When One Team is Dominating the League

2014-06-05T15:19:50-04:00Parenting, Sports Management|

Most youth sports leagues are organized by age; U-8, U-10, U-12, etc. Some have argued that it’s actually better to organize leagues by size (so you don’t have a 10 year old boy who weighs 70 pounds and a 10 year old boy who weighs 85 playing tackle football against each other), or by talent skill so that players who have been playing for years are competing against similarly talented players, while those new to the game get the playing time and coaching they need to develop their skills. Hopefully most leagues focus on randomly assigning players to keep the talent pool spread out across all the teams equally (and when a league doesn’t it’s very obvious very quickly), but not every league takes that approach.

Here is an email we got from a concerned baseball dad;

We have an issue in our local Little League where at the Bantam level one team was describe the imageallowed to hand pick their players, while the rest were randomly assigned.

The guy who runs the league says it’s not an issue since at this level it isn’t about winning and losing, it’s about skills development.

Two of the board members are members of the organization that sponsor the team, one of whom is the coach.

Another board member’s kids are on the team.

When I am in the dugout during these games, the kids are clearly unhappy with the disparity in talent levels.  During the last game a kid commented “I didn’t want to come today, this team always kills us, but my mom made me.”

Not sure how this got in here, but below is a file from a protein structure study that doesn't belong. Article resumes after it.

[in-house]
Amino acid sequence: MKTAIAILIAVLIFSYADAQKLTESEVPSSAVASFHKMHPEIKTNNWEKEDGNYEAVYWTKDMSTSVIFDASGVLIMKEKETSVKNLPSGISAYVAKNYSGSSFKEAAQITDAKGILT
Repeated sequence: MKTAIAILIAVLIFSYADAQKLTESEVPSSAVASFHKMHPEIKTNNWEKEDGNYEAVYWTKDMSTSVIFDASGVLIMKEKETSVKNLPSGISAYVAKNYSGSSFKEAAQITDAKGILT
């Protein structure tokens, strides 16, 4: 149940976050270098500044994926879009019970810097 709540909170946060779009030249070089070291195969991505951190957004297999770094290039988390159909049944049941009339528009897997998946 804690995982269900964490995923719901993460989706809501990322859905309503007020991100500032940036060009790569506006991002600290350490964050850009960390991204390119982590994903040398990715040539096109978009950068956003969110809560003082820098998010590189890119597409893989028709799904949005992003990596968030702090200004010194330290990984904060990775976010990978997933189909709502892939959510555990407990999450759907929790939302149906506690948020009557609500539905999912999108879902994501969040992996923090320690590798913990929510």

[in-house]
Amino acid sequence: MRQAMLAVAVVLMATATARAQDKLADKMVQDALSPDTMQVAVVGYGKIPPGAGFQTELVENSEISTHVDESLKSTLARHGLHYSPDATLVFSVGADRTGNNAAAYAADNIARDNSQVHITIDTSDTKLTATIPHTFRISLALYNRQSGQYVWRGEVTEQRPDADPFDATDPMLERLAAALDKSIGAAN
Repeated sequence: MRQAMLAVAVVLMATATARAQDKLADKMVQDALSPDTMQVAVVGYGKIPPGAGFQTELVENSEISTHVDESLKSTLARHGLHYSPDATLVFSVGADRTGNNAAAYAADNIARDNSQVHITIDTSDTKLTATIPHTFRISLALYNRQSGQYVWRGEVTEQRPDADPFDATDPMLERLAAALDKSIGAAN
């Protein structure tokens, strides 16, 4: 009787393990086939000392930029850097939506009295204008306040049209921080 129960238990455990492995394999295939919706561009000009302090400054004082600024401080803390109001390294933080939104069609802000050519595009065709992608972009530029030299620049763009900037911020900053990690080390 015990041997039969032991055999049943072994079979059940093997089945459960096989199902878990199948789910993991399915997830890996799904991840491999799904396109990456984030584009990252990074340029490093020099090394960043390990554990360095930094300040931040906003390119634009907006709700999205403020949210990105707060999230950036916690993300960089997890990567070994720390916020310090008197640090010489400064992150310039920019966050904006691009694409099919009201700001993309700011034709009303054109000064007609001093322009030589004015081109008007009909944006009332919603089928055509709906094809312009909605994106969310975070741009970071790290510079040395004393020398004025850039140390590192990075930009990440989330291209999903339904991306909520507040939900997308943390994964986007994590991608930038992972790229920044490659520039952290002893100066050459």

The talent level is clearly lopsided, with this team having kids who are clearly very “into” baseball, while ours has mostly kids who just want to play for fun.  The issue that arises from a “skills development” standpoint is that while there team will get every kid up twice in a game, and most 3 times, our line-up barely churns once since their players are so good in the field, and our players struggle batting.

It’s hard as a parent to watch your kid stand in the field as balls whiz by them (some of the kids played at the minors level in Fall-ball, but by age is allowed to play Bantam) hit by kids who are head and shoulders above your team, and then only get to bat once striking out on 3 pitches.

This situation is creating an environment where I fear my child (and others on the team) will simply opt out next year, not having enjoyed this one.  I know other parents feel the same way.

My dilemma is that the person who runs the league is truly a stand-up guy, and I have no doubt that he didn’t intend (nor does he fully comprehend the unintended consequences) to create this situation.  But he stands by his decision, and knowing that this could happen again bothers me a great deal. 

I know friends who’s kids play on the same travel team like to stick together, but this seems to fly in the face of the spirit of youth athletics.  Imagine the friends these kids didn’t make because they were put on a team with the same kids they always play with.  And imagine the kids who won’t meet next year when some of the kids and parents on a team that was the “have-not” decide to not participate

If your child has ever been on the team that knows they are about to get blown out of the water you are probably familiar with that sinking feeling. It puts players in a bad mood before they ever get on the field because they think they don’t stand a chance. If you’re only getting to bat once or twice the entire game and the only thing saving you is the maximum run rule where is the fun in that? Not that every team is going to win every game, and learning how to lose is certainly a life lesson kids need to get a hand on, but constantly getting demolished on the field sucks all the joy out of youth sports.

Do you have any advice for this baseball dad? How could he approach the league president in a way that actually gets his points across and convinces the league to make certain all teams are randomly assigned?